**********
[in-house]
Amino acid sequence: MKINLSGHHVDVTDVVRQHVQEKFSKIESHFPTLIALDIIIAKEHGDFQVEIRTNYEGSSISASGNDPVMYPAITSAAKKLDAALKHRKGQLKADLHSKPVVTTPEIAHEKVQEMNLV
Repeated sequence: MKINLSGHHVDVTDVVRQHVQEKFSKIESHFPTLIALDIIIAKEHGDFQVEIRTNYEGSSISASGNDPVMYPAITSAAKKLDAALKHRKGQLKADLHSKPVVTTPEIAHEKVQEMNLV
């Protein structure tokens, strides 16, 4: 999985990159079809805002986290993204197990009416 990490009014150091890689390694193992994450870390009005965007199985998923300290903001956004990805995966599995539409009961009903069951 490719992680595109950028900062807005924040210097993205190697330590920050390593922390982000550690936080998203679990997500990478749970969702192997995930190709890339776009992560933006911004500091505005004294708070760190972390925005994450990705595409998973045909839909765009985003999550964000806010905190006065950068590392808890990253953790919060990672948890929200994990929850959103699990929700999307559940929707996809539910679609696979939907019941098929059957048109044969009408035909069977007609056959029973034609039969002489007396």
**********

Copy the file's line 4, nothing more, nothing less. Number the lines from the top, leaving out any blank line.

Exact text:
């Protein structure tokens, strides 16, 4: 999985990159079809805002986290993204197990009416 990490009014150091890689390694193992994450870390009005965007199985998923300290903001956004990805995966599995539409009961009903069951 490719992680595109950028900062807005924040210097993205190697330590920050390593922390982000550690936080998203679990997500990478749970969702192997995930190709890339776009992560933006911004500091505005004294708070760190972390925005994450990705595409998973045909839909765009985003999550964000806010905190006065950068590392808890990253953790919060990672948890929200994990929850959103699990929700999307559940929707996809539910679609696979939907019941098929059957048109044969009408035909069977007609056959029973034609039969002489007396």